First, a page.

A common sight in cities around the world, Rock Pigeons crowd streets and public squares, living on discarded food and offerings of birdseed. In addition to the typical blue-gray bird with two dark wingbars, you'll often see flocks with plain, spotted, pale, or rusty-red birds in them. Introduced to North America from Europe in the early 1600s, city pigeons nest on buildings and window ledges. In the countryside they also nest on barns and grain towers, under bridges, and on natural cliffs.
Urban areas, farmland, and rocky cliffs. May gather in large flocks in urban parks where people feed them.
Seeds, fruits, rarely invertebrates. Pigeons also readily eat food intentionally or unintentionally left by people, including bread crumbs and littered food.
Pigeons peck at food on the ground and drink by placing their bill in water, using it like a straw. When threatening a rival, pigeons may bow and coo, inflating their throat and walking in a circle. A male pigeon courts his mate by bowing, cooing, inflating his throat, and strutting in a circle around the female. The pair may preen one another and the male may grasp the female’s bill, regurgitating food as a courtship gesture. When ready to mate, the female crouches and the males jumps on her back. The male brings one twig or stem at a time to the female to build a nest. He incubates the eggs from mid-morning to late afternoon; she takes her turn in late afternoon and overnight to mid-morning. Both parents brood the young and feed them by regurgitating a milky liquid secreted by the lining of the birds' crops.
During nest building, the female sits on the nest and makes a flimsy platform of straw, stems, and sticks from materials brought to her one at a time by the male. Pigeons reuse their nests many times, and they don't carry away the feces of their nestlings the way many birds do. This means that over time the lightweight nest grows into a sturdy, potlike mound, sometimes incorporating unhatched eggs and mummies of dead nestlings.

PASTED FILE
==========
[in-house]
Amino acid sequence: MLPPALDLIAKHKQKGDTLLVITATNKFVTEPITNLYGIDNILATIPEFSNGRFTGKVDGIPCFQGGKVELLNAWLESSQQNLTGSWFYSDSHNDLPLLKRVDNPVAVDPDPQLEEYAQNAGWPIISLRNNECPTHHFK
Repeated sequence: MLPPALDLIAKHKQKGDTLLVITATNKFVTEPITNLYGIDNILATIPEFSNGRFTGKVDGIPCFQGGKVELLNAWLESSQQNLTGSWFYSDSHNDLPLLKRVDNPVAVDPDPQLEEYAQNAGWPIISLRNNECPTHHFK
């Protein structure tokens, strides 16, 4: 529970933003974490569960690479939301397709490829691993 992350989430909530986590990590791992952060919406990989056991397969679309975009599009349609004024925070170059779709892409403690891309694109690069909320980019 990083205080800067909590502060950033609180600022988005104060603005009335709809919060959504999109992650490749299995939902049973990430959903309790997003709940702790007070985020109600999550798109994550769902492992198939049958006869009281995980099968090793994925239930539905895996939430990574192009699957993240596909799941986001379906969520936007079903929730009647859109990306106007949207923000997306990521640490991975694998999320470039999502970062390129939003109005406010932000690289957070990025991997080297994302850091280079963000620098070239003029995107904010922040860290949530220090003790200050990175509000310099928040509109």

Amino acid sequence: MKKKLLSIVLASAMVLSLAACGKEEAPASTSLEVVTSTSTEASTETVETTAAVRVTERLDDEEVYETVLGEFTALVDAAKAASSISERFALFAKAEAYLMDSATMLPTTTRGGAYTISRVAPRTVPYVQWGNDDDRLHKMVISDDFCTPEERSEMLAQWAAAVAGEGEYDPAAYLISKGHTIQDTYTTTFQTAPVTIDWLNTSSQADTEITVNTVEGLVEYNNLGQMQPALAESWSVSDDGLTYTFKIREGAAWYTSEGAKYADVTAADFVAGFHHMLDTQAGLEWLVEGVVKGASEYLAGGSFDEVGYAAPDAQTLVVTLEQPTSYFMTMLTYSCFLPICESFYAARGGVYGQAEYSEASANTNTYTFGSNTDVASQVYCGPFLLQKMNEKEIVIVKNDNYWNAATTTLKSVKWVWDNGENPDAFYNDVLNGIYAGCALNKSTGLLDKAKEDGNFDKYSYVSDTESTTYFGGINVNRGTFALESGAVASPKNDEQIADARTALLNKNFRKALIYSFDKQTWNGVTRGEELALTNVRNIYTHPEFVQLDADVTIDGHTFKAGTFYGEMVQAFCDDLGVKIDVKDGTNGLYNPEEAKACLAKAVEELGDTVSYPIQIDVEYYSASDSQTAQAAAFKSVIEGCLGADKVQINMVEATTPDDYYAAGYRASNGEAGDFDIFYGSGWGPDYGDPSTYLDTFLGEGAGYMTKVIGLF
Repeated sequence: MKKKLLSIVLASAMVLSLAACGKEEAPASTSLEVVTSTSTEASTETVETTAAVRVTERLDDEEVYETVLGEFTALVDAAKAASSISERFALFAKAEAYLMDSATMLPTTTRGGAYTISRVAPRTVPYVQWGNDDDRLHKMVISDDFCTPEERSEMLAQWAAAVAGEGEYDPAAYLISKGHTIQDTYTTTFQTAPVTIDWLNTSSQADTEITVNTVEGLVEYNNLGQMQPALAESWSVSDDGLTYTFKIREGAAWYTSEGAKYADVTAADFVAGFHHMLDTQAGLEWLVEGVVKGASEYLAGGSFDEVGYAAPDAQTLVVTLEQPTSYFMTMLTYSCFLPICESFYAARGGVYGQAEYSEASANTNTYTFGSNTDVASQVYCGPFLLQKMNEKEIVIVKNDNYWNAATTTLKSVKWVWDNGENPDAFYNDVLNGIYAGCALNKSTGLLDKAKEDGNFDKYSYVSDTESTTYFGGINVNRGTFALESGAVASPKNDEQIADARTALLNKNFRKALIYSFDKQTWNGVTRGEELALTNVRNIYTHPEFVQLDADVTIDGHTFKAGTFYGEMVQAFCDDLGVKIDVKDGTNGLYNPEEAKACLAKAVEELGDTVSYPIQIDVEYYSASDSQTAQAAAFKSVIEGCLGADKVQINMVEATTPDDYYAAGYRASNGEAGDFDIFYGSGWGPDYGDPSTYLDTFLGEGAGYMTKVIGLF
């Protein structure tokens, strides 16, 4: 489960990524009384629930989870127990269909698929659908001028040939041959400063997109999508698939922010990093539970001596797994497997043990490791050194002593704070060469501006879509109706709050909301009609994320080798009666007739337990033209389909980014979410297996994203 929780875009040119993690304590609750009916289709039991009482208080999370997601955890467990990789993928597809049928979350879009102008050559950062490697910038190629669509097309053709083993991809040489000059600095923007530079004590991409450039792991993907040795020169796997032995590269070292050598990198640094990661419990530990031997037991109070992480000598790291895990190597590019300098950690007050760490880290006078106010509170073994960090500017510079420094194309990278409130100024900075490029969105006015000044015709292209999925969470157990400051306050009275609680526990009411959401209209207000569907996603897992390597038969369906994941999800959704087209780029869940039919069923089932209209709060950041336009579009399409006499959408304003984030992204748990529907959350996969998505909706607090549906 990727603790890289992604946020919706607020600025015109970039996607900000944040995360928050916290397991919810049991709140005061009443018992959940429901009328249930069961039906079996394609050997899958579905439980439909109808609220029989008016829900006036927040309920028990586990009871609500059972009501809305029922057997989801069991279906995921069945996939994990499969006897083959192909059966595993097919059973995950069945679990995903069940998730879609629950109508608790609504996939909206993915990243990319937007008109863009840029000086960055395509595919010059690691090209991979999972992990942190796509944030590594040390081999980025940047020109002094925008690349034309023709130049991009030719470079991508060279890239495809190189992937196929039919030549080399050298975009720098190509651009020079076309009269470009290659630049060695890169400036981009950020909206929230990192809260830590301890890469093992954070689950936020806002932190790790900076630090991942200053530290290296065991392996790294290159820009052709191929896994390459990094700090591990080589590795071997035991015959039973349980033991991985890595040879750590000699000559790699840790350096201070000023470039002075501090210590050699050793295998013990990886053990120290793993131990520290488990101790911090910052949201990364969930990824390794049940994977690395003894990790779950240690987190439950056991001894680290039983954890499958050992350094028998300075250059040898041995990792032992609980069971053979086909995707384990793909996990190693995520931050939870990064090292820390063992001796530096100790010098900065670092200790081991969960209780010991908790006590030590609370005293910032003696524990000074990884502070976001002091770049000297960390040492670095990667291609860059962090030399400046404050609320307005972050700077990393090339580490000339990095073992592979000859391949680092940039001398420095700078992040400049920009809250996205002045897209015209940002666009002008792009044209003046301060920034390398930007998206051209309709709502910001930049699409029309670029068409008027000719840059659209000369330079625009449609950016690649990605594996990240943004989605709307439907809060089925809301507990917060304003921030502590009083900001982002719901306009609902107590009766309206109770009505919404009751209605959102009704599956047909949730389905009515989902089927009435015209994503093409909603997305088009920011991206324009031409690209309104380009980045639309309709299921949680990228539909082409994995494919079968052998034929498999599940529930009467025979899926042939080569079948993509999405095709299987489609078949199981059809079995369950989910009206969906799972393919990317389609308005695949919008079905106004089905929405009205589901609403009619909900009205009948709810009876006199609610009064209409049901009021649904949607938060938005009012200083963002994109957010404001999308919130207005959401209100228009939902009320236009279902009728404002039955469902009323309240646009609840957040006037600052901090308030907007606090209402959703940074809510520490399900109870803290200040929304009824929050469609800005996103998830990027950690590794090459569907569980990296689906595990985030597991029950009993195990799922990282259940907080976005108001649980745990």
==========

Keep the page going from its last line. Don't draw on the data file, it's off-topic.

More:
© Christopher Crowley/CLO
Size & Shape
Larger and plumper than a Mourning Dove, Rock Pigeons are tubby birds with small heads and short legs. Their wings are broad but pointed wings and the tail is wide and rounded.
Variable in color, but most birds are bluish gray with two black bands on the wing and a black tip to the tail. Most birds have iridescent throat feathers. Wing patterns may include two bars, dark spots, or can be plain. The tail is usually dark tipped.
Band-tailed Pigeons are grayish overall, with yellow legs and bill and a white collar on the back of the neck. Eurasian Collared-Doves are pale grayish-tan overall with a black mark on the back of the neck. Mourning Doves are gray-brown with black spots on the wings; they're more slender and have a long, pointed tail. White-winged Doves have a white patch on the wings, visible both in flight and at rest, as a strip along the edge of the wing.
- Both male and female Rock Pigeons produce “pigeon milk," a liquid loaded with protein and fat for their offspring. Hatchlings eat nothing but pigeon milk for the first three days, then gradually switch to seeds.
- Homing Pigeons are the same species as ordinary city pigeons. They can find their way home from hundreds of miles away, and have been used in war to deliver messages across enemy lines.